Services and Manufacturing in Global Value Chains: Is the Distinction Obsolete?
There is an ongoing debate on the “de-industrialization” of economies in both developed countries and developing countries.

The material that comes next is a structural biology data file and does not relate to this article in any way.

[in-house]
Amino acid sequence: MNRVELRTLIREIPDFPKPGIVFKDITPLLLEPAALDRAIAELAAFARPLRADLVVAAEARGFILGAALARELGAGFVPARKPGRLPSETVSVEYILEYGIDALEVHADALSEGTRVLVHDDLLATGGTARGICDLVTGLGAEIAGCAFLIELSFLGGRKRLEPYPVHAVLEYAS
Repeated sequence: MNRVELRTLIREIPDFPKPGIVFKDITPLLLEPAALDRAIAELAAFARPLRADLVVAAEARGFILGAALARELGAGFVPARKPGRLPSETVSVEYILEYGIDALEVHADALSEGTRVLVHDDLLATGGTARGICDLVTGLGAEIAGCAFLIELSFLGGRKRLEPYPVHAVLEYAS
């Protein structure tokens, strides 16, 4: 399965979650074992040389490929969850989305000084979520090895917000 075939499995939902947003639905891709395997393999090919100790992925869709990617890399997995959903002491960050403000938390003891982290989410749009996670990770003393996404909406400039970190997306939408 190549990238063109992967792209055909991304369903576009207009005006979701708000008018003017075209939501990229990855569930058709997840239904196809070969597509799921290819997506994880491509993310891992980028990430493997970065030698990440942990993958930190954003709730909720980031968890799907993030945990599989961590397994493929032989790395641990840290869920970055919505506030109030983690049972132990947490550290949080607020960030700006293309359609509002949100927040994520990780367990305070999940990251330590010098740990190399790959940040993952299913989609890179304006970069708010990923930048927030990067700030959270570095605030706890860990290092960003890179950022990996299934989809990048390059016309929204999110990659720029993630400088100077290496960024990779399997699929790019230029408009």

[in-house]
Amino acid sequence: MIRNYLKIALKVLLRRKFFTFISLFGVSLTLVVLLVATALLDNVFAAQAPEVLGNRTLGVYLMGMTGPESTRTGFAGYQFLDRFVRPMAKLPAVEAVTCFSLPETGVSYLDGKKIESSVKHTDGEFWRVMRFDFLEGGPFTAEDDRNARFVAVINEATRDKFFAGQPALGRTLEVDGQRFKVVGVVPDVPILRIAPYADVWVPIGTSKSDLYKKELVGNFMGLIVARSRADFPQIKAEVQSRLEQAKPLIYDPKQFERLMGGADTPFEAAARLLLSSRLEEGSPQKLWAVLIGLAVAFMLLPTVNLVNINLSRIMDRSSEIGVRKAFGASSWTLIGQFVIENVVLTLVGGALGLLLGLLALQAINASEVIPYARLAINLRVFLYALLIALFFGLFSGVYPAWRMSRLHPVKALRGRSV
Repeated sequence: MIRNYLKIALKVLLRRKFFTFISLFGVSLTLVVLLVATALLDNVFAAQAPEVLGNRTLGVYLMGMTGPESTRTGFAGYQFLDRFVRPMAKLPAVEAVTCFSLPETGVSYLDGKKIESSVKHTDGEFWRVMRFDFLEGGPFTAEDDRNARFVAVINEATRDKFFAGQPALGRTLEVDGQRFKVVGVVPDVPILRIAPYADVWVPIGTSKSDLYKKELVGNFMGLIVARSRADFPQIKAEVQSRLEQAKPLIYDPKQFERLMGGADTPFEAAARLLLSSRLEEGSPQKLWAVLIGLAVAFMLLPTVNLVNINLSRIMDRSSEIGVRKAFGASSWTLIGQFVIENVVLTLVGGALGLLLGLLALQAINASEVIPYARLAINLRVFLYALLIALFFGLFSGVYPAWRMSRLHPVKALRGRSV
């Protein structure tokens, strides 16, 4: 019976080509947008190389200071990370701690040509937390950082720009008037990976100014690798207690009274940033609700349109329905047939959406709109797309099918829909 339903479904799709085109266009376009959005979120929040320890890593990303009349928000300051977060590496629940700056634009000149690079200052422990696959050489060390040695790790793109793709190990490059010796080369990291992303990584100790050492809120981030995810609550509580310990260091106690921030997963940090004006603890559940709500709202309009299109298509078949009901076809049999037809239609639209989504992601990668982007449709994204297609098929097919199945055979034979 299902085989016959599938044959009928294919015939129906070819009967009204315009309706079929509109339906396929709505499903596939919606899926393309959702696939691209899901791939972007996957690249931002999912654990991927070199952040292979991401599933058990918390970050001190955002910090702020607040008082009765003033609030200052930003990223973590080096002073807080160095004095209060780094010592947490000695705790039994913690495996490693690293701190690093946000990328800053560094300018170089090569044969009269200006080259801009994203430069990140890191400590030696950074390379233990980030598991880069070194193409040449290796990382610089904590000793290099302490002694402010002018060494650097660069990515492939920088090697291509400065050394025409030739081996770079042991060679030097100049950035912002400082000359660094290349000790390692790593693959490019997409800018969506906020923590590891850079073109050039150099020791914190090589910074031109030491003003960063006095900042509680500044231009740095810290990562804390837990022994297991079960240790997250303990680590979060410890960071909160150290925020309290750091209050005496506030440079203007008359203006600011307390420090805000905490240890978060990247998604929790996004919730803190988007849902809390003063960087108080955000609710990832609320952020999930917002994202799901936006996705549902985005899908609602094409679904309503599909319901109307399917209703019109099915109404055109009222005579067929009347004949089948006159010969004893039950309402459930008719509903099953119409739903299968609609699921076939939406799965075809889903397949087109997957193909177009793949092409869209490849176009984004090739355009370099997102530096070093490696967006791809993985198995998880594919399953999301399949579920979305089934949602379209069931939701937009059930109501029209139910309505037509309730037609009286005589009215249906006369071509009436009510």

Many studies discuss the “de-industrialization” or “servicification” of economies in both developed and developing countries. Such studies rely on statistics that distinguish a manufacturing from a service sector. But in the age of global value chains (GVCs), it becomes increasingly difficult to disentangle manufacturing from service activities. Goods are produced with services, services are produced with goods, some manufacturing firms are factory-less, and companies tend to sell solutions to customers by bundling goods with services. This business reality has important implications for trade and industry analysis. Against this backdrop, the paper introduces a taxonomy of service activities in GVCs and describes the main statistical challenges in assessing the contribution of manufacturing and services to output, value added, or trade. It then reviews three approaches that take GVCs into account in the analysis of income, comparative advantage, and productivity to address these challenges. As statisticians are working on improving the framework for understanding global production, policymakers should be aware of the blurring lines between goods and services.